Stephen Harper prods a relic
Nobody can accuse Canadians of haste in reforming the Senate, the 105-seat upper chamber in their Westminster-style Parliament, modelled on Britain’s House of Lords. Debate on whether senators should be elected or named by the prime minister began even before the first senators took their appointed seats in 1867. It continues to this day. The only change (in 1965) has been to require senators to shuffle out of the door when they turn 75 rather than waiting to be carried out feet first.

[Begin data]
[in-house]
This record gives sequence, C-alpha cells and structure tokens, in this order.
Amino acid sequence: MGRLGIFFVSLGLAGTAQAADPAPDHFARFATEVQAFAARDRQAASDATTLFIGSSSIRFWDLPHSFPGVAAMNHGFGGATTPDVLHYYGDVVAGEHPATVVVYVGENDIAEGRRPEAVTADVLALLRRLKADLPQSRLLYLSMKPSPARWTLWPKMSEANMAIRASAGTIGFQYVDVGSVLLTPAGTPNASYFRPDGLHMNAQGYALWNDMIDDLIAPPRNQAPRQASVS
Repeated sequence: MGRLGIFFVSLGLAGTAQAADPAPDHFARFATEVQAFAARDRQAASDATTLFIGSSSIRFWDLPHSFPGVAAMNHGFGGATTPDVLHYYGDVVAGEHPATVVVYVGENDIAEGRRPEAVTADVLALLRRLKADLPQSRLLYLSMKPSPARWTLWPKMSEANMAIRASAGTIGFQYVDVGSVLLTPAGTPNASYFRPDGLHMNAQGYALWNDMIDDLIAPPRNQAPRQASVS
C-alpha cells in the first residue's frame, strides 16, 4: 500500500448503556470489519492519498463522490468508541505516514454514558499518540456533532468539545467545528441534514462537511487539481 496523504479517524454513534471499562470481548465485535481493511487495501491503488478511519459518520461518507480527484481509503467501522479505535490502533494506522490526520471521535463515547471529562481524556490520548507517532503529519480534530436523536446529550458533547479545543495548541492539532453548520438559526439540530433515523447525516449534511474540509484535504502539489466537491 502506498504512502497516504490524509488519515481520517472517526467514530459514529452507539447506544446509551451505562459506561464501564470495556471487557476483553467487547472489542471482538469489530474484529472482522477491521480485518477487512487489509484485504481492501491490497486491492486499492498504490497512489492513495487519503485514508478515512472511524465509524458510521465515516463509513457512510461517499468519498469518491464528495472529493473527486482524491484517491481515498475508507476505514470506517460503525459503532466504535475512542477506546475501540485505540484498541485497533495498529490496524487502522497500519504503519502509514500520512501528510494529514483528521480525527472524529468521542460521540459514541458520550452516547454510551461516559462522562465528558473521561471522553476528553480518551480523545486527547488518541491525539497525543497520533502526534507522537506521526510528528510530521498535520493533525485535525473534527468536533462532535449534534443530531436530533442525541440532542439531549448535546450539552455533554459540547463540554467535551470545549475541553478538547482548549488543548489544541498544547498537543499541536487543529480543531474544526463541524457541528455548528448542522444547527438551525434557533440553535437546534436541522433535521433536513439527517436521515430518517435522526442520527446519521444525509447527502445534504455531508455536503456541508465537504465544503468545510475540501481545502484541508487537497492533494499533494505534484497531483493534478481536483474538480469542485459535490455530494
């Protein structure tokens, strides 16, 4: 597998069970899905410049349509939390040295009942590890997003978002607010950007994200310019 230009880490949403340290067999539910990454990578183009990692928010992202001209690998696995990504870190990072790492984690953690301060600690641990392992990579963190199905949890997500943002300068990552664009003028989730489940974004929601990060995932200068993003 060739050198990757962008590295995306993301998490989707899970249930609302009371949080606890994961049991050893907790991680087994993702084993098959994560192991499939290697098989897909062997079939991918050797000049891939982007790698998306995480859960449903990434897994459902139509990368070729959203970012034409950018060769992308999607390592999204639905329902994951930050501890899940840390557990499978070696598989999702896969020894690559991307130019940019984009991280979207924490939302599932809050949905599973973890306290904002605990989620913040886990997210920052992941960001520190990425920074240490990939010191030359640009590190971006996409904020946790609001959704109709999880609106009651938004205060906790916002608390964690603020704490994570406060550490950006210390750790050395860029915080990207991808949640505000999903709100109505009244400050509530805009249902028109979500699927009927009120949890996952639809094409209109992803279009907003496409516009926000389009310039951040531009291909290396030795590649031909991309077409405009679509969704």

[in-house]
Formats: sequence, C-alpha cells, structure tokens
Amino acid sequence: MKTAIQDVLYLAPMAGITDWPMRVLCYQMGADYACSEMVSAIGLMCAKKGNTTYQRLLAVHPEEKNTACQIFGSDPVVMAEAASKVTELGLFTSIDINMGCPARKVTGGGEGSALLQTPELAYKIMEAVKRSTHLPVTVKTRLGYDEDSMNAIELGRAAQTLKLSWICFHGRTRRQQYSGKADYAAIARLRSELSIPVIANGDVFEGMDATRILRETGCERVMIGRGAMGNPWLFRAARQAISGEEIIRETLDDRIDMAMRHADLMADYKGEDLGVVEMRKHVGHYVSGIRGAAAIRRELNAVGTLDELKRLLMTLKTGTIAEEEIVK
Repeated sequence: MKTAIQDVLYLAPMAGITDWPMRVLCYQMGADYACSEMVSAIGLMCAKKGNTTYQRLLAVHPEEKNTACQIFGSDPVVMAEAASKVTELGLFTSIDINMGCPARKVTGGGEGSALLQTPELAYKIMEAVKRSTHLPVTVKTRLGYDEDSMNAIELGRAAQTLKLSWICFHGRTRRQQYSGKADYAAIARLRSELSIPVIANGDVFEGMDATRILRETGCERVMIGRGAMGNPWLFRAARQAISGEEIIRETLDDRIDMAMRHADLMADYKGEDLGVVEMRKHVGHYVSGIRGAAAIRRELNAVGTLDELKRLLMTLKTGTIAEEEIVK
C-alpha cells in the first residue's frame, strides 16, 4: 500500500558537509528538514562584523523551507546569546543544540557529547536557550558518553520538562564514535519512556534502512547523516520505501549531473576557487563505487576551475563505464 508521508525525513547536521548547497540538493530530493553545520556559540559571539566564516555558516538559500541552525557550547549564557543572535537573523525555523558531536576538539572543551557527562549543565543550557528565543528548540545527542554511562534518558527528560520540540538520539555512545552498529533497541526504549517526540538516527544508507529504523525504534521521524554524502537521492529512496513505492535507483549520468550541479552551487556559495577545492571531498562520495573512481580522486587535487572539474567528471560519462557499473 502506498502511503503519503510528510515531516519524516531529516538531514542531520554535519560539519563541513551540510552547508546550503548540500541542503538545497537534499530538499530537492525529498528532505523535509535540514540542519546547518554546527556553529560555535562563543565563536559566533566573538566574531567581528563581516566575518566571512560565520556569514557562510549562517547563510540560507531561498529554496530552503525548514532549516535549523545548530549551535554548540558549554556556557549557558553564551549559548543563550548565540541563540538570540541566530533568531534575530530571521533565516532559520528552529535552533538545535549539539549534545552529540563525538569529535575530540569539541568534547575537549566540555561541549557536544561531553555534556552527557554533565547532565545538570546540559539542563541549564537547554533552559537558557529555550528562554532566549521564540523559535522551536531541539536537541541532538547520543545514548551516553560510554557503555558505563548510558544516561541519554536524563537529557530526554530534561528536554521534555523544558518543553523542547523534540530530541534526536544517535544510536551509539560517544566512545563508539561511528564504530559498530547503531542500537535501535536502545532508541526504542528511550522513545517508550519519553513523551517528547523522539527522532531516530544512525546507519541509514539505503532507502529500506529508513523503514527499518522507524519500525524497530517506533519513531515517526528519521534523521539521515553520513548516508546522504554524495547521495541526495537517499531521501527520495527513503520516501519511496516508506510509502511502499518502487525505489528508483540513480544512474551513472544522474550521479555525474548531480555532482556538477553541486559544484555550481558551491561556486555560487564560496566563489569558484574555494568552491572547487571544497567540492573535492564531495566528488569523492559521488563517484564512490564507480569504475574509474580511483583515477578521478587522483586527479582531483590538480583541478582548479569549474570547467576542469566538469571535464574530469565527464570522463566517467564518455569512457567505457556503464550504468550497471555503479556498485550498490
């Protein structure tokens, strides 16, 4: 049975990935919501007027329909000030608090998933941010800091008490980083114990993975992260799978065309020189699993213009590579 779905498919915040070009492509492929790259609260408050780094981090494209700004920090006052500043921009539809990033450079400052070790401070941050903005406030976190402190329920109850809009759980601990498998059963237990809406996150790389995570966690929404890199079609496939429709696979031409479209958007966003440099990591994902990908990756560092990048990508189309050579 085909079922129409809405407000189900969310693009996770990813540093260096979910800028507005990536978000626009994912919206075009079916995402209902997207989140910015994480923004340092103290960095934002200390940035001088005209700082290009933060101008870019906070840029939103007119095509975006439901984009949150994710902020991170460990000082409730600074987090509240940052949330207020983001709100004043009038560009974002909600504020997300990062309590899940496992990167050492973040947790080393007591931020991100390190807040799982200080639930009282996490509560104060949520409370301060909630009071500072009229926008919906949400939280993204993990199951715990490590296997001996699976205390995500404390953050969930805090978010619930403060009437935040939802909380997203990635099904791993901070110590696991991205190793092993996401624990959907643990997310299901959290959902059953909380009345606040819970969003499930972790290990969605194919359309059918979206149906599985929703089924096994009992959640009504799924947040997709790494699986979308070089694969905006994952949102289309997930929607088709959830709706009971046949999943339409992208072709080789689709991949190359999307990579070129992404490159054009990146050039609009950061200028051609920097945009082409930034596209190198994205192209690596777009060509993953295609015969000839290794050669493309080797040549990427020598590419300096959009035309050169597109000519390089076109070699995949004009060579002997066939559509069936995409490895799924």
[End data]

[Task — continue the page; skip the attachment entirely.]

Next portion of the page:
Stephen Harper, the Conservative prime minister, wants to overhaul a body he calls a “relic of the 19th century”. This month he is expected to name Conservatives to fill five senate vacancies, making his party the largest in the upper house. Further retirements should give it a majority before the end of the year. But to reform the Senate Mr Harper, who leads a minority government, needs the support of at least one of the three opposition parties in the House of Commons.
The complete article from The Economist’s print edition is available online here:
Adapt or die